The Problem of the Definition of Pilgrimage – one half of a dialogue

Craig Baird boom shot Cypress L walkers (photo courtesy of Craig Baird)

(please click on the link)     https://vimeo.com/140200976

A conversation over morning tea at Concordia’s Dept of Theological Studies between Matthew R. Anderson (on camera) and Sara Terreault (staying off camera).

2 thoughts on “The Problem of the Definition of Pilgrimage – one half of a dialogue

  1. Hello Matt. Just a word to say thank you for the posted Vimeo conversation. My work browser is dated so very few sentences it would halt, in order to catch up with the data stream… then resume. This gave me time for reflection as I ate my lunch, and seemingly drank tea with you.

    I find the content most interesting following on our summer experience of walking (a portion of) the NWMP Trail. I find the academic tensions fascinating as well… I am not sure that I would want to have heard the key words shared herein before our trek in July/August becuase the would have only served to construct in advance for me some ideas and a framework of what I was going to experience; how much better to go as a child ~ open and uncertain ~ into pilggrimage. But a priori: the ideas of a search for meaning, belonging, identity, are aspects I can now hand real experiential meaning upon. So too, the Christian, pre-Christian and secular or post-modern distinctions and reflections cast light on the experience. I was but a stranger to the Prairie grasslands seeking to discover the meaning of pilgrimage, to claim my belonging in history and as a dweller on the semi-arid lands of South saskatchewan, (to complete my wondering about what there was to the South of Regina in an intimate way) and time delve my identity as a Metis man on the cusp of somekind of retirement and post-onsite-parenting years. Surely our pilgrim trek offered all these and more… and to the BTMN acronym: how these play in my mind as the fatigue and the dig-deep-push-on one faces after 3 PM when you’ve been walking under the hot sun since morning; the rise and fall of the grassy escarpments and presentation of thick-lined coullees as you crest yet another hill; the effort to stay with the group, keep ’em in sight and the way a visible destination can seem to stay small and far away despite your constant steps toward it, and the story: in our case, the past story of peoples long gone ~ indigenous and settler upon now radically altered landscappes, and the present story of just how the heck we came to be there, slumped in the shade of an abandoned farmhouse eating our lunches and giving our heart rates time to recover before resuming our journey. Yes, and more… much more… but perhaps this entry is long enough.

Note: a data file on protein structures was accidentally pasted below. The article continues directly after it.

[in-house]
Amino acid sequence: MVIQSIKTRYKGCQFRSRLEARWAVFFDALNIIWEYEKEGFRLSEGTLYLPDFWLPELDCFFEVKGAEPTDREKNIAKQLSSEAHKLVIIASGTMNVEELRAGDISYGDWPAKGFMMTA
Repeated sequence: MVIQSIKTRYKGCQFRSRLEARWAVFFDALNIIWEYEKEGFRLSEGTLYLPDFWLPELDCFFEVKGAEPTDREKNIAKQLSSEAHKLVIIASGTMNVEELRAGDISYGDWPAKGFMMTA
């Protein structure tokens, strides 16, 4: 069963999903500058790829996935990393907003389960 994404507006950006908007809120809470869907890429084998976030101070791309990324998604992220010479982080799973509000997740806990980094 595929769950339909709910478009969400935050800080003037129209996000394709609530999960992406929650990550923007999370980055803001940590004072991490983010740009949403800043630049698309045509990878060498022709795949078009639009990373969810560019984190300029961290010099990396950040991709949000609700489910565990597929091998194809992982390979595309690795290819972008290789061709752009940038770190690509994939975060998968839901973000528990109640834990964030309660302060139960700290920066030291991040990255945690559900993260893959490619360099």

I met a woman in Toronto airport recently and we were figuring out what Air canada desk to go to check-in. She was flying international and said she was off to Spain to ‘do the Camino’ ~ or about 100 KMs of it. She had done Kilimanjaro, and another pilgrimage. So I aksed her ~ as an expert ~ what it was about Pligrimage that drew her back, why pilgrimage? She replied quickly: “Because I get to be just me. I am not a mother, wife, office manager… I leave all that behind, and I am by myself and just me!” I thanked her as she hurried on her way to a serpentine line queued for security clearance. I thought: there she goes, her journey begins this way, with patience. Her comment too really resonates with our Trail Trek: I thought I’d be ruminating about the changing job, my family stuff, my future… but strange really how all of that fell away, and there was just the step, step, step… toward a receding horizon… limited linear thought and just an expanse to touch upon those internal existential values at their finest. Now there’s a term tht needs unpacking! Where’s my Herman Hesse, Sartre or Dostoyevsky philosophy paperbacks – the extent of my scholarly inquiry now 40 years old?

    A quote from Dostoyevsky offere up on Google:
    “Taking a new step, uttering a new word, is what people fear most.”

    ah… in that frame I offer these many, yet few, words.

    Later my friend,
    Rick Kotowich

  2. Dear Rick – this is such a fine and detailed comment that it’s taken me this long to ponder it and have much to say in reply. I agree wholeheartedly about the ways in which we expect time and energy on pilgrimage to be able to “deal with” pressing issues, only to have them fall away in the ongoing slog of the existential matter of putting one foot in front of another. And perhaps that’s all the answer we need.
    And finding our places on the prairie……me too, my friend. Me too. Not as a metis man in my case, but as the grandchild of settlers. It was wonderful for that. Thanks for your words here, and for your thoughts so often and well expressed as we walked. You were more in your own thoughts, it seemed, on your return for the end of the pilgrimage. That’s worth talking about someday as well!

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